Moreover, the Department's reasoning on this issue is far too insensitive to the intended purposes of the regulations for the Court to accept the conclusions set forth in the Final Report. As demonstrated above, one of the primary purposes of the regulations in question was to ensure that minimum productivity requirements for the most vulnerable workers were not improperly increased. The fact that average productivity remained relatively stable says nothing about the experiences of those working on the margin -- for whose protection the regulations were specifically developed.

  The Court is thus not at all reassured by the Final Report's apparent reliance upon what it deems "common sense" in analyzing this issue. Noting that "actual productivity has remained essentially stable throughout the period in question," the Final Report states that:

  

The empirical evidence is consistent with common sense. Absent changes in technology, in low-skill occupations, productivity should be relative stable under the same wage system.

  See Final Report at 28, n. 16. In many ways, reliance upon this notion flies in the face of the regulations' intended purpose: to protect against unlawful increases in productivity that can and do occur when workers are vulnerable to exploitation at the hands of domestic employers.

  Indeed, under the "check-out" system, it would be entirely possible for productivity to remain at unlawfully high levels -- or to increase in violation of the regulations -- if more highly skilled foreign workers were recruited and retained at the expense of slower, less-experienced domestic employees. Thus, to the extent that the regulations are intended to combat "adverse effect," the Department's willingness to rely upon consistency in average productivity may mask real problems for the most vulnerable segments of the farm worker population.

  Conclusion

  As such, the Court cannot accept the Department's conclusion that no violations of the regulations occurred. The Department's entire analysis is predicated upon an erroneous interpretation of the piece rate regulations and upon the unsupported proposition that there was no 8-ton/day minimum productivity requirement in the sugar cane industry. Moreover, the Department itself implicitly concedes that there were serious flaws in its analysis of potential violations, but asks the Court to ignore these problems by adopting the laissez-faire attitude that violations were "unlikely" to have occurred. This willingness to gloss over real analytical difficulties cannot be sanctioned as adequate consideration of all relevant factors -- and the Court finds that the Department's determination that there were no violations cannot be upheld as "rational decision-making" in view of DOL's own admissions as to the fundamental flaws in its review.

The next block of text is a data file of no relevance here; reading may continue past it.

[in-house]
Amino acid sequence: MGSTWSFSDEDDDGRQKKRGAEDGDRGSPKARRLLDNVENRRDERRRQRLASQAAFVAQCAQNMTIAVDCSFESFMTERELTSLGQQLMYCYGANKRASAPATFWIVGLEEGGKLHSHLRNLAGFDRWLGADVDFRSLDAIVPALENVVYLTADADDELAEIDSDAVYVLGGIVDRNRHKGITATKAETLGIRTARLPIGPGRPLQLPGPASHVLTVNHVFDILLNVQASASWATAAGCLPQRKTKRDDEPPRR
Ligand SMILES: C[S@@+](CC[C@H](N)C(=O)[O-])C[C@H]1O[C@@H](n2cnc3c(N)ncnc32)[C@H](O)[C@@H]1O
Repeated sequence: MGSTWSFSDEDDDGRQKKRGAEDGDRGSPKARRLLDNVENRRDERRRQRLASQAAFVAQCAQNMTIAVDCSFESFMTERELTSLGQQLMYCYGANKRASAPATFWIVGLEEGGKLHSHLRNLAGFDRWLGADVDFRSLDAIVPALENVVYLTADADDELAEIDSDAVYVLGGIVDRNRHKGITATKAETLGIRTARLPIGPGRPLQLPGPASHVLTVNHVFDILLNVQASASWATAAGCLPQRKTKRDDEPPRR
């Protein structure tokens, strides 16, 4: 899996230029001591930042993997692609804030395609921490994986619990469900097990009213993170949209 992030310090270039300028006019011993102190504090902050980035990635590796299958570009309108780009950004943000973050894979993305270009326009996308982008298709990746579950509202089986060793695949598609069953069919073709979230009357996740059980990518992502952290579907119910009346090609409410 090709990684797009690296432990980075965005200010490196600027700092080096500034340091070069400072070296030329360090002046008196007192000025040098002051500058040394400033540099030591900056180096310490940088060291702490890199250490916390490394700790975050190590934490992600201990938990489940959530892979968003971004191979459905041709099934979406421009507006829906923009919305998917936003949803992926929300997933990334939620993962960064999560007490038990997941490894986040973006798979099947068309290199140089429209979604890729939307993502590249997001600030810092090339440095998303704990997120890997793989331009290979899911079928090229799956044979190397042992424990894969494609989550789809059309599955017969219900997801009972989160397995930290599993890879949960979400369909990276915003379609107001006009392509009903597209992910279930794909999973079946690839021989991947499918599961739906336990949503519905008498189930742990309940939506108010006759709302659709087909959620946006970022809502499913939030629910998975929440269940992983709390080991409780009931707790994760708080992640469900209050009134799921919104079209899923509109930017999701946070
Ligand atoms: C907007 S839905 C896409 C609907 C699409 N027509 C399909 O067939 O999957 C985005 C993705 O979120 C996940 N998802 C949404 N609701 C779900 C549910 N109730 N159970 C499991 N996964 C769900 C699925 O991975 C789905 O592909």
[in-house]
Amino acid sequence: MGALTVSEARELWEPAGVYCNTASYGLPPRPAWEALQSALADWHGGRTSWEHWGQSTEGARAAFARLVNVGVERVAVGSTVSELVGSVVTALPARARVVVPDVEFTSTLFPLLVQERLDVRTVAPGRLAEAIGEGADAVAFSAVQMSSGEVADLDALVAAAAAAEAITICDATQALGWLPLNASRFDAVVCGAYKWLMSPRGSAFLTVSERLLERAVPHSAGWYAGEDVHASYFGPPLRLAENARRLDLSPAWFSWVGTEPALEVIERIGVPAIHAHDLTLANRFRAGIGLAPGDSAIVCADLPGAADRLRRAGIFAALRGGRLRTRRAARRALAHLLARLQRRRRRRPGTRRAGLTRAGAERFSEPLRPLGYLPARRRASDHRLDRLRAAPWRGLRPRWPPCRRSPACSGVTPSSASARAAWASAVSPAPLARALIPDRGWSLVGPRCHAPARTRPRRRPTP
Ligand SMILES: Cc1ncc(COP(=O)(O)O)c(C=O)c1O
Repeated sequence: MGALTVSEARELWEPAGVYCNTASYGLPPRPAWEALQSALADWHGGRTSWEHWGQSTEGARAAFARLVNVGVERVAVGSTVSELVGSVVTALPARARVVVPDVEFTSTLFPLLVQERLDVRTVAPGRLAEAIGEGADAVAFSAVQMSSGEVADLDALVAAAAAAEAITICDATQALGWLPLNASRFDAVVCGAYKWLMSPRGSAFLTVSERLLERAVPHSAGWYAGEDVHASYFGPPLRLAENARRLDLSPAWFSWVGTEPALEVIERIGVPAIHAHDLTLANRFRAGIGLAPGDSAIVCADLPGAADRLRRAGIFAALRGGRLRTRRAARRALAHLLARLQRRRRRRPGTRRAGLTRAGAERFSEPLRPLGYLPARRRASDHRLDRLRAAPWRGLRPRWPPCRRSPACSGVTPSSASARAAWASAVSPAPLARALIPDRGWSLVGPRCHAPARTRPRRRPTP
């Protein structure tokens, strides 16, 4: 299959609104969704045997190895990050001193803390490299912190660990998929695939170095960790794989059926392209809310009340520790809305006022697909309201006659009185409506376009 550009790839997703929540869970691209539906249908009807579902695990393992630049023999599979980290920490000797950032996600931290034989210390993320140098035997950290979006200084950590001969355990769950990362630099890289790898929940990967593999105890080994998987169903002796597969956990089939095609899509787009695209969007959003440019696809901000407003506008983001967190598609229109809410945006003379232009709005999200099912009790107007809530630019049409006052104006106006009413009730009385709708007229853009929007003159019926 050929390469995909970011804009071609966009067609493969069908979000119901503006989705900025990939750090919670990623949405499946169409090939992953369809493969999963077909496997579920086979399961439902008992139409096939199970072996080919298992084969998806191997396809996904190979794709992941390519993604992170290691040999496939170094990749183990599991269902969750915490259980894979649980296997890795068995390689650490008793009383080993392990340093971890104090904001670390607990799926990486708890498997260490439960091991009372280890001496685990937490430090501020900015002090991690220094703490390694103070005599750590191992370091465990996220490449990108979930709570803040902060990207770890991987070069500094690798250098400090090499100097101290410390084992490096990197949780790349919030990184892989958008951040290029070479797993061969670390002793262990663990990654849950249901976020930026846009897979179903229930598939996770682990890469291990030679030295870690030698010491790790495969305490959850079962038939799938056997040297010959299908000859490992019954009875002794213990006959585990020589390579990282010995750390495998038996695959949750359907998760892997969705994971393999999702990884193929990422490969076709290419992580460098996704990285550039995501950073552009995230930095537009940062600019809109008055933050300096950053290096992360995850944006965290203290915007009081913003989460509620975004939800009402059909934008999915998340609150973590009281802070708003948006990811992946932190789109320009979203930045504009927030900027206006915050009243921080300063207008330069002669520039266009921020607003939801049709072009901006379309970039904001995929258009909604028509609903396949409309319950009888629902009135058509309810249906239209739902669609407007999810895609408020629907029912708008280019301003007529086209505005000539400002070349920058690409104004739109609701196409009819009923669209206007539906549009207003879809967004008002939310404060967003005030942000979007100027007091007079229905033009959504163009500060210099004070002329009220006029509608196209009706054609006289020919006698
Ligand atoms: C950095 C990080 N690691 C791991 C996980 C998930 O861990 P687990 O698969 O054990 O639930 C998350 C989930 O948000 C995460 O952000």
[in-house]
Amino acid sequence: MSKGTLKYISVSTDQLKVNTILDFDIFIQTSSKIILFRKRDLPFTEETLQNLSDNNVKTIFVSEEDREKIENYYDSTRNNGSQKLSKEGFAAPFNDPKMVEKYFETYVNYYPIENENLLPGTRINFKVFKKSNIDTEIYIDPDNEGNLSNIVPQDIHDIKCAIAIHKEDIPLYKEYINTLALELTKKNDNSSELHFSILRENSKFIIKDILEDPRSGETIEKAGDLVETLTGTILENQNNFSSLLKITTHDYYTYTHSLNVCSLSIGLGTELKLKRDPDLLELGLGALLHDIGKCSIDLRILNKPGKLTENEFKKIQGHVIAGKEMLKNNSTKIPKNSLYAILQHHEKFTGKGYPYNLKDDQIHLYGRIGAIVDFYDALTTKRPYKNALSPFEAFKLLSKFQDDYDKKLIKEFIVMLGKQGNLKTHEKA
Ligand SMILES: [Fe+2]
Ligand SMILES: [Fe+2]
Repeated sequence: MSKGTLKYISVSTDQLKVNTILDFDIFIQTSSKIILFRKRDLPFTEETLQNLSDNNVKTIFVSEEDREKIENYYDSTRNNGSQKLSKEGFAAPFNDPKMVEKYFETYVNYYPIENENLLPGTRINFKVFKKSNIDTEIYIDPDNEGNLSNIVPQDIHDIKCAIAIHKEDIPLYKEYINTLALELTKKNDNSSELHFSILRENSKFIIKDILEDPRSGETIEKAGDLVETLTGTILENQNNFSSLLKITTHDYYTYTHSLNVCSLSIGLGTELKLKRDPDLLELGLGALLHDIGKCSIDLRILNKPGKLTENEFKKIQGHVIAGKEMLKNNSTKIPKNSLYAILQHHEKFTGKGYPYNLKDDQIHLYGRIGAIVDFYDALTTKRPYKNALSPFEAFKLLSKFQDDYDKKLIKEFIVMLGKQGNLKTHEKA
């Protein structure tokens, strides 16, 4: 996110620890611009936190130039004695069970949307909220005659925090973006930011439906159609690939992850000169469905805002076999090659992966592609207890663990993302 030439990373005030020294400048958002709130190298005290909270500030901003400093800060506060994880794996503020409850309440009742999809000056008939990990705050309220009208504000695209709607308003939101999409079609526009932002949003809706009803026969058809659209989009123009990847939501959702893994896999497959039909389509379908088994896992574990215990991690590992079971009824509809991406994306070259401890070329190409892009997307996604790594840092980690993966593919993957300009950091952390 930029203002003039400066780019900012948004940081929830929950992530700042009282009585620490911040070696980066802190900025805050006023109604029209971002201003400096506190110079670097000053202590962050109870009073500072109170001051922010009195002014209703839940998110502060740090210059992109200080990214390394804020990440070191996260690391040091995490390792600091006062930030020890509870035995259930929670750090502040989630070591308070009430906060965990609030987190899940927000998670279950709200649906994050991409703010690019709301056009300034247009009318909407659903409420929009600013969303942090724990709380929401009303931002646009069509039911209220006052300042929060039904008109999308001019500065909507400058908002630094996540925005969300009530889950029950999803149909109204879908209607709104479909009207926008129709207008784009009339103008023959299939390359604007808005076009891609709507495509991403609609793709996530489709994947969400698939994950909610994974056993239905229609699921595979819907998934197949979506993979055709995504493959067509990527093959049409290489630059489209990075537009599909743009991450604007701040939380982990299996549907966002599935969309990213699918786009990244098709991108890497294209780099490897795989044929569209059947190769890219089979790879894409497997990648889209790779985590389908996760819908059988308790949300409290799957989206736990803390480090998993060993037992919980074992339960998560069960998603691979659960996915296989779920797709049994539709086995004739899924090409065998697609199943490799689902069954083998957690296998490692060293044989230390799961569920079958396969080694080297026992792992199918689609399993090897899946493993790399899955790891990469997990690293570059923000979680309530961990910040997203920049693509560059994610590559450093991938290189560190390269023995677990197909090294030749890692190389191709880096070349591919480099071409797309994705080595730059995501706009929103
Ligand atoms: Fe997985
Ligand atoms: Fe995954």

Once again, however, the Court's determination that the conclusions in the Final Report cannot be sustained is limited in scope. In finding that the Department erred in prematurely concluding that there were no regulatory violations, the Court has been careful not to improperly substitute its own judgment as to this issue for that of the Department. Consequently, the Court's holding in this respect leaves unanswered, for the moment at least, the question of whether there were actually any regulatory violations.

  In short, the Court's instant ruling is directed solely to the sufficiency of the Final Report. In concluding that many of the determinations contained therein cannot be upheld as a matter of law, the Court is left with a number of unanswered questions -- as explained more fully below.

  IV. In view of the Court's conclusion that the Final Report cannot be upheld as a matter of law, further proceedings will be required because the Court cannot determine, on the basis of the record currently before it, whether or not the Department's regulations were in fact violated.

  As the preceding discussion makes clear, the Court cannot accept the Department's conclusions as set forth in the Final Report. This determination, however, does not end the inquiry because it still leaves unanswered many of the questions the Department was directed to investigate in compiling the Final Report. For this reason, the Court believes that further proceedings will be necessary to resolve the remaining issues presented by this case. The following discussion briefly outlines some of the questions yet to be resolved.

  A. Although the Court has rejected the Department's contention that the task rate system is not properly subject to the piece rate regulations, the nature of the appropriate sugar cane piece rate remains the subject of some dispute.

  As demonstrated in Section I, supra, the Court must reject the Department's determination that the piece rate regulations are inapplicable to the task rate system of payment utilized in the sugar cane industry. The Department's interpretation set forth in the Final Report is contrary to both the plain language and purpose of the regulations and is inconsistent with the agency's prior positions on this issue. More importantly, the Court cannot accept the Department's concerns about the alleged difficulty of applying the regulations to complex payment systems as a reasoned basis for exempting this industry from these important regulatory protections.